Clean and sober: I was happy to see that Joe Watson's article got to the bottom of why methamphetamine is so addictive. It makes people insane and increases sexual urges to the extent that that's all anybody can think about -- besides, of course, getting high in the first place.

I know, because I was a meth addict, and I had sex with so many men that I lost count. I never even attempted to make a count. As long as the meth was coming, I would just lie around in group situations and let everybody in the house have sex with me.

That is, as long as I was desirable enough for anybody to want to have sex with me; it didn't take long for the meth to take a toll on my looks.

I now am HIV positive and wound up having a child who's been taken by the state. I have no idea where she has gone, but she's better off out of my life. Fortunately, she was taken away so young that she won't remember her tweaker-whore mother. During those years, I was in no shape to take care of myself, much less my baby.

Now, like the lady you mentioned in your other article by Robert Nelson, I've cleaned up my act. After several short stints in jail for crimes to support my habit, I've gone through intense therapy and have gotten off meth. I'm taking it one day at a time, but it has been six months since I've had any drugs in my life.

As for my HIV, with clean living and modern medical care, I'm told that I may never get full-blown AIDS and that I can lead a nearly normal life. I'm hoping for the best.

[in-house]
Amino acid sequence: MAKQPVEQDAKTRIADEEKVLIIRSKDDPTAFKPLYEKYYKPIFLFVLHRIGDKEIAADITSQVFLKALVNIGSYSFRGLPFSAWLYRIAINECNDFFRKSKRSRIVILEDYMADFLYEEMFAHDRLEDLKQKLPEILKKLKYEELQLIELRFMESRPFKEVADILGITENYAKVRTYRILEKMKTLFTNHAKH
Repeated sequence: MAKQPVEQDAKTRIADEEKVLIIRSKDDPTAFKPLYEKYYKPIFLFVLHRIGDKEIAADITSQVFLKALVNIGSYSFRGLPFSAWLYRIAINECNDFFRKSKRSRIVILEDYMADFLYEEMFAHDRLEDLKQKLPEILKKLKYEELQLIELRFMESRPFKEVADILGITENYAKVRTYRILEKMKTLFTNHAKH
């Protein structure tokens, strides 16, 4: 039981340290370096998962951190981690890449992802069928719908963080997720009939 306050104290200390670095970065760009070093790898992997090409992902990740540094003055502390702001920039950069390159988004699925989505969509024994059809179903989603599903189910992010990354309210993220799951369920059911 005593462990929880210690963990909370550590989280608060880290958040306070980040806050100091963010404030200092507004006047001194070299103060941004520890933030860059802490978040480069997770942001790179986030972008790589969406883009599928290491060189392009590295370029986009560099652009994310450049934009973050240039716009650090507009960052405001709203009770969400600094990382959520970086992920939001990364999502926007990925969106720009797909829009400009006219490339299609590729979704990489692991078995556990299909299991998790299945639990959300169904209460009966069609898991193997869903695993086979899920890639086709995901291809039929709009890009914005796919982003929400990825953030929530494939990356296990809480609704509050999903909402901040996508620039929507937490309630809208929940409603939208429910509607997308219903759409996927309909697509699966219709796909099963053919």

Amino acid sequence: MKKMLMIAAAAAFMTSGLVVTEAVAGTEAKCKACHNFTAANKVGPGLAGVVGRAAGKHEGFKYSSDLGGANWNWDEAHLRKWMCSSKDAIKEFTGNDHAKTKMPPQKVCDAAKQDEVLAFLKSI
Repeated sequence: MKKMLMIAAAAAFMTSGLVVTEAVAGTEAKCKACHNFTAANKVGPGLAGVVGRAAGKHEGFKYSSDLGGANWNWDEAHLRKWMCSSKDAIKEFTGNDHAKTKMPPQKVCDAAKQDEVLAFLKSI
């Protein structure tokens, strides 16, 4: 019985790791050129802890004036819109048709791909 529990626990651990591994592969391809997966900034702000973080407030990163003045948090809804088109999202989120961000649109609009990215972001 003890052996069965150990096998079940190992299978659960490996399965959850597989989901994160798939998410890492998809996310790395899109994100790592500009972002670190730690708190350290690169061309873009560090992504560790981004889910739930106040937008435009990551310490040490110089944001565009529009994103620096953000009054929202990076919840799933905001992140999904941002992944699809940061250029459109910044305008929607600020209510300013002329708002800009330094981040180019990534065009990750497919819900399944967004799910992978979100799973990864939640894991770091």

I came from a good family, got a good education, and simply got involved with the wrong crowd at my first job after college. What you said is true: This isn't just a drug for trailer trash and bikers; it affects young people of all races from all levels of society.

I just wanted to write in and thank you for devoting your publication to the meth issue. I think many in the sober world will read your articles and understand for the first time that some other approach than jail must be employed to cure the meth epidemic. I'm not saying that I didn't deserve jail; it just didn't get me clean. I was able to score meth in jail, and as soon as I got out, I went back to the life full-time.
Name withheld by request

The "good" meth users: Your stories have made it seem that everybody who does meth will wind up in prison, or worse. That just isn't true! There are minor recreational methamphetamine users, just like there are minor recreational marijuana users.

Would anybody out there seriously contend that pot will make every user go to a life of crime to support his habit? Well, the uninitiated would, but nobody knowledgeable about drugs would.

I'll grant that there are more sad stories when meth is involved -- more people with fucked-up lives -- but by no means does everybody who uses meth turn out badly. Everybody doesn't have an addictive personality.

I, for one, have been able to use meth occasionally and not become addicted. I am a college graduate with a good job, who just happens to enjoy meth once in a while.

You can't paint everybody with the same broad stroke.

All that said, I still think your meth stories have been good at explaining what users go through in society.
Name withheld by request

Pat Us on the Back

Slathering praise: Stephen Lemons is a natural comic. I love the masterful way he weaves relatively esoteric pop culture references with dashes of French phrases and then follows through with the news event of the day. Trust me when I say I'll dutifully continue to slather praise about his cafe pieces all over town to my sycophantic best.

Also, the "Critical Fatwa" music column in New Times is a complete riot. The Ayatollah of Rock has drawn the attention of all [who're] juvenile, puerile and base! It is written . . .
Benjamin Golshahr, Phoenix